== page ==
I think (by am not certain yet) that I won't be able to make it tonight. The low beams went out on my car and it's in the shop. The problem is that it will probably be done at 6 pm, so I'll have to drive down in my old truck, pick up my car with hopefully fixed headlights, and then bike back down the hill to pick up the truck. All depends on whether the mechanics call me to say it'll be ready at 6 pm. Sound complicated? Yes, I've got my cell phone on to receive a status report and it's 2 pm already. Wait and see!
     
  17. Eric "Herbie" Watson

    Eric "Herbie" Watson Beloved Grand Eagle

    Hope the cars beams came out alright buddy
    We missed ya tonight-
    Pandagirl was on and njoy was giving some good advice
    Forest and Jay was there, Tennis Tom had 1 question
    and he might of got disconnected somehow
    I know he would of had some great responses
    We had jan. joan. mousemom.
    It was another night full of wisdom and insight

    I hope all's well on your end
    Your presence was missed my friend
    We had ya back though, maybe next week for sure buddy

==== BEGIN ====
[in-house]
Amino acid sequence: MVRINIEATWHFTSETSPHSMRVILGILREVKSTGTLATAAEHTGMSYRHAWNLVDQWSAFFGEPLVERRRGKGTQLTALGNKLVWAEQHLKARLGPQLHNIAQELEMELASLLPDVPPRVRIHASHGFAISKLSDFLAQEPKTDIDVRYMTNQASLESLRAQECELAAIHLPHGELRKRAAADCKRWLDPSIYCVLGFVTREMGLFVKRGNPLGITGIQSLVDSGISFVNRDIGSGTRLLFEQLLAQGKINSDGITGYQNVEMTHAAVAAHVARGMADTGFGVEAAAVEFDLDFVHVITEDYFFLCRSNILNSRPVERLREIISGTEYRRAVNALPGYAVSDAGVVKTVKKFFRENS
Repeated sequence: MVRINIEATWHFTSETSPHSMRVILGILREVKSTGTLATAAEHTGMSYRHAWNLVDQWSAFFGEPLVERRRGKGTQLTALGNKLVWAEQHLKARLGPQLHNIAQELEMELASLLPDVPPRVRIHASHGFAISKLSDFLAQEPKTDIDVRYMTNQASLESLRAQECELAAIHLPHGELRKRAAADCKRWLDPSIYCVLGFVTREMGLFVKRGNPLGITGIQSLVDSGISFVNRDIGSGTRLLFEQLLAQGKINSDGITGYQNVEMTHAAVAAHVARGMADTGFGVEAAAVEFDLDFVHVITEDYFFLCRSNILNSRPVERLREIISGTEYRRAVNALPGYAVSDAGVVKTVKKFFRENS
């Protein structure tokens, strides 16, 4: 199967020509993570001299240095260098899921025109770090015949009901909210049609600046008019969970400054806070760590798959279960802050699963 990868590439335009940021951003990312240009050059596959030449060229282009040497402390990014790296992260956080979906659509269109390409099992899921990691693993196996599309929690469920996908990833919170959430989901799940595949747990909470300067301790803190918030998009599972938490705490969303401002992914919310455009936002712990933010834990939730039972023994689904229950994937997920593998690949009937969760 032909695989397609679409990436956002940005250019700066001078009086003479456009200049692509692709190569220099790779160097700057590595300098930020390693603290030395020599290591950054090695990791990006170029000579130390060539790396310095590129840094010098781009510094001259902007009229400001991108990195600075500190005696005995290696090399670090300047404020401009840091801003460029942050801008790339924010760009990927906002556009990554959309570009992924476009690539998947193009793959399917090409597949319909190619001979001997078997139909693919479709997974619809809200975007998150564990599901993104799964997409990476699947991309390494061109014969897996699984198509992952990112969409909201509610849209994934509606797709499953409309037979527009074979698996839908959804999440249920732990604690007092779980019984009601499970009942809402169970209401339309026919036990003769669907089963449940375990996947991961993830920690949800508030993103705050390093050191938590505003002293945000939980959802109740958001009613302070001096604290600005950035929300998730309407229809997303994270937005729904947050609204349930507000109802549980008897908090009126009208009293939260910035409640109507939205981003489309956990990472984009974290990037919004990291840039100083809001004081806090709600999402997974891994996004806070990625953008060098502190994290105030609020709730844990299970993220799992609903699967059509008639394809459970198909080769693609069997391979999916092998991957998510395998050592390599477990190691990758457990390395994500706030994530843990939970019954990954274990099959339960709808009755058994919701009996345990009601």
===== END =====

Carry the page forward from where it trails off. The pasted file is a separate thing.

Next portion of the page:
Have a great Day -
    God bless
     
  18. Walt Oleksy

    Walt Oleksy Beloved Grand Eagle

    NOTE: This is a second summary of Chapter 8, originally posted in a separate thread on October 9 2013 at 11:08am . The two responses following (by hecate and Herbie) were part of this original thread. All three of these posts were moved to this current thread on October 10 2013 at 12:45pm .

    Steve introduces us to the word “archetype,” with which you may not be familiar, or know it in the way he refers to it in TMS healing.

    The word comes from the Swiss psychiatrist Carl Jung, from the Greek meaning “original model.”
    Steve says examples of archetypes are the mother, father, drunkard, wise elder, bum, cripple, wounded one, teacher, child, warrior, or even the villain or hero.

    A Jungian archetype is a mental predisposition, a psychic force not grounded in experience. The archetype has shown itself to us over the years as repeated images or experiences in our collective unconscious. We’re all born with these models or images in our heads as heroes, our parents, drunkards, wise old men, etc.